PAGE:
Velvet Underground Documentaries You Must Watch

velvet underground documentaries
velvet underground documentaries
They changed everything. Pic from https://stonerchic.wordpress.com/tag/the-velvet-underground/

Why must you watch these Velvet Underground documentaries? Simple. There are few bands as absolutely seminal as the Velvet Underground. Hopefully you already know who they are, and why they’re the fertile crescent of Shadow that gives depth and perspective to the Optimistic Arrogance of the 60s. They’re a counterpoint to the Love Generation. Not pessimistic, or mopey, at all. Just dark and realistic. They’re the hours of hellish introspection that follow the euphoric trip. That’s it. They’re the comedown.

Velvet Underground Documentaries Number One

A Closer Look


A Closer Look (aka Under Review) is a recent (new millennium) documentary that features tons of Warhol Factory people, music critics, and (to my delight) lots of Mo Tucker and Doug Yule. It’s just about as good as it gets as far as Velvet Underground documentaries go. This video has been encoded at an abysmal 144p, which is super low res. However, it’s the one I can find online that’s complete. You can hunt around and find a higher res version in segments, if you’d like, but this one was satisfying to me.

You don’t get a lot of Doug Yule in most Velvet Underground documentaries. He was frozen out of their induction in the Rock and Roll Hall of Fame, as well as their famous 1993 reunion tour. That’s too bad, because he was a contributor to their later work, and was a legit member who should be recognized for that. He burned bridges when he recorded a Velvet Underground album after Lou Reed left, without any other Velvets involved, but… so? The Velvets weren’t legends then. They were just a name to which Yule apparently had rights to use. Bad form perhaps, but not worth a 45 year ostracism.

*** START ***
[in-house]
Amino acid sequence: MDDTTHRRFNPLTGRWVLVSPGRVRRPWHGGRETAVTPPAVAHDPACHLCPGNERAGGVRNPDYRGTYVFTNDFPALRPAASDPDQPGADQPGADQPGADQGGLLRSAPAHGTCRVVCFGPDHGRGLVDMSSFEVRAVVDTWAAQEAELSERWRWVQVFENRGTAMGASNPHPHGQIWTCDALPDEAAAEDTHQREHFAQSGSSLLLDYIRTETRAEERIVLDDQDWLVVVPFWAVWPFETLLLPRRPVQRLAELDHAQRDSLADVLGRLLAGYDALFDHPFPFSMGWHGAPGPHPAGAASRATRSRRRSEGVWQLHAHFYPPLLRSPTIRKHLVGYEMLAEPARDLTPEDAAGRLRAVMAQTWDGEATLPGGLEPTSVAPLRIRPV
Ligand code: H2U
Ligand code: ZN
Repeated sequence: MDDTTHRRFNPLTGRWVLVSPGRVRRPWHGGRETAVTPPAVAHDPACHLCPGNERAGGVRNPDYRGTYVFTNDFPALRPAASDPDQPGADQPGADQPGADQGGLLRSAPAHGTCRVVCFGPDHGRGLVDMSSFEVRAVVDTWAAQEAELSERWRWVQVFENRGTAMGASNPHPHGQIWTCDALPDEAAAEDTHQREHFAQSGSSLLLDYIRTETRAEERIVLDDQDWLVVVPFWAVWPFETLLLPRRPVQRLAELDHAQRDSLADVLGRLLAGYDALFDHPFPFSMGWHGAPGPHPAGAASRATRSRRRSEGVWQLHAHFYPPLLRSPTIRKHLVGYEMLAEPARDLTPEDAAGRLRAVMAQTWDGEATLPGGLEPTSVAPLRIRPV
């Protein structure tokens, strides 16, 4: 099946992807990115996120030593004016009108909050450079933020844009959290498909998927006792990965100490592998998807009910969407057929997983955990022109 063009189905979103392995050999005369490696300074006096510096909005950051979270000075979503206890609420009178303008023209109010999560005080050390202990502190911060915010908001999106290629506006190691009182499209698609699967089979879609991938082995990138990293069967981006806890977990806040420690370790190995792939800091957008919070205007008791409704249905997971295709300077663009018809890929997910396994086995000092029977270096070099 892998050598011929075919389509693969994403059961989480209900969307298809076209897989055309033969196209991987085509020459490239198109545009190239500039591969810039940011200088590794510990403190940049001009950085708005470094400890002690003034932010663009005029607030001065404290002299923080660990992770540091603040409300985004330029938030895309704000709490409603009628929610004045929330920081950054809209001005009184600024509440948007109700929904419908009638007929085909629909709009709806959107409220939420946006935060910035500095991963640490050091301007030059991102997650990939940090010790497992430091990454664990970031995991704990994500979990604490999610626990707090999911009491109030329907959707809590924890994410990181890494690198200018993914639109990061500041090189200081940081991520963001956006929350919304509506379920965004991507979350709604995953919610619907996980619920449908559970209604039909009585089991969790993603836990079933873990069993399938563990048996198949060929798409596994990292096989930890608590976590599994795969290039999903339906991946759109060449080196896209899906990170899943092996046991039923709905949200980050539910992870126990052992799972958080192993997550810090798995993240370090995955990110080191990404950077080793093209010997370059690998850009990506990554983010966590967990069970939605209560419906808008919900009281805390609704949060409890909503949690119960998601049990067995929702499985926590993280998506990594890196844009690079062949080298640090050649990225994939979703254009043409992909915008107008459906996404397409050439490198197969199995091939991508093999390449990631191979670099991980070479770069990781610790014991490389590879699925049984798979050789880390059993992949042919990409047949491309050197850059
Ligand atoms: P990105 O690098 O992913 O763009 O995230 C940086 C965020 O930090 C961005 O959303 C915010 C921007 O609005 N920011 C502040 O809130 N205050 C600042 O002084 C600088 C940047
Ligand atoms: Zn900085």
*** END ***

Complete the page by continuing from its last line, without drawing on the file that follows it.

Velvet Underground Documentaries Number Two

1987 French TV


I don’t even see a title for this one, but it’s from 1987, is just excellent, and.. it features interviews with Lou Reed, John Cale, and NICO (who died about a year later). Good stuff! Everyone is much younger, the band had been a viable force about 15 years prior (rather than 40+ in the first of the Velvet Underground documentaries), so everything is fresher. Plus the inclusion of Reed, Cale, and Nico, add gravitas to the story.

Now What?

Excellent. You’ve watched both Velvet Underground documentaries, and are now converted. Welcome. Everyone should have a little Velvet in their collection, much in the same way millennials still buy Dark Side of the Moon. It’s canon.
So, if you’re a person of quality and would like to own some Velvets, I applaud you. Digital copies abound from the carrier of your choice, but if you want to own something you can hold, and kiss, and covet, and worship, then here are some suggestions from yours truly.

VIDEO

AUDIO

  • Peel Slowly and See (5 CD Box Set) – http://amzn.to/2aleG7L
    • This has the 4 seminal albums, plus a TON of outtakes and live tracks. This should complete you as a human.
  • LIVE MCMXCIII – 2 CD set from their INCREDIBLE 1993 reunion tour – http://amzn.to/2alfo4L
  • The Velvet Underground (self titled) – if you own just album of theirs, this is the one to get. http://amzn.to/2aleZ2k

One thought on “Velvet Underground Documentaries You Must Watch

  1. Interesting footnote. The rift with Doug Yule must have happened later as he is credited to working on LR 70s work including albums “Sally Can’t Dance” and “Coney Island Baby” (bonus tracks). Perhaps, since he was Cale’s replacement, they didn’t feel the need to invite him to reunions.

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